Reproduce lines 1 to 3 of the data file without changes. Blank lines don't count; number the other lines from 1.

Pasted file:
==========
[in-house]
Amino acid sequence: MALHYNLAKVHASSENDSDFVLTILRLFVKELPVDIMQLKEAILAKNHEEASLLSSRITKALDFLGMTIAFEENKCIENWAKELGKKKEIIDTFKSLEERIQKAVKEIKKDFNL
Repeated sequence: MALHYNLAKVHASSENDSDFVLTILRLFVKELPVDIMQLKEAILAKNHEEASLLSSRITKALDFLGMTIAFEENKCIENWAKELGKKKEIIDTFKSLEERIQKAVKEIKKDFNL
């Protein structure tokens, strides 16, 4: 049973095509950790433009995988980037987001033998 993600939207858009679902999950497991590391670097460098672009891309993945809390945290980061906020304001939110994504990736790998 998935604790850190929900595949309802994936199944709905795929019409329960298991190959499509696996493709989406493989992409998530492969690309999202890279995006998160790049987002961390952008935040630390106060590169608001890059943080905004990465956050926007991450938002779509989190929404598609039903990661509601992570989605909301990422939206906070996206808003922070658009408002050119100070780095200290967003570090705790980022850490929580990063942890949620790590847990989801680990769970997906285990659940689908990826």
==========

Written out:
[in-house]
Amino acid sequence: MALHYNLAKVHASSENDSDFVLTILRLFVKELPVDIMQLKEAILAKNHEEASLLSSRITKALDFLGMTIAFEENKCIENWAKELGKKKEIIDTFKSLEERIQKAVKEIKKDFNL
Repeated sequence: MALHYNLAKVHASSENDSDFVLTILRLFVKELPVDIMQLKEAILAKNHEEASLLSSRITKALDFLGMTIAFEENKCIENWAKELGKKKEIIDTFKSLEERIQKAVKEIKKDFNL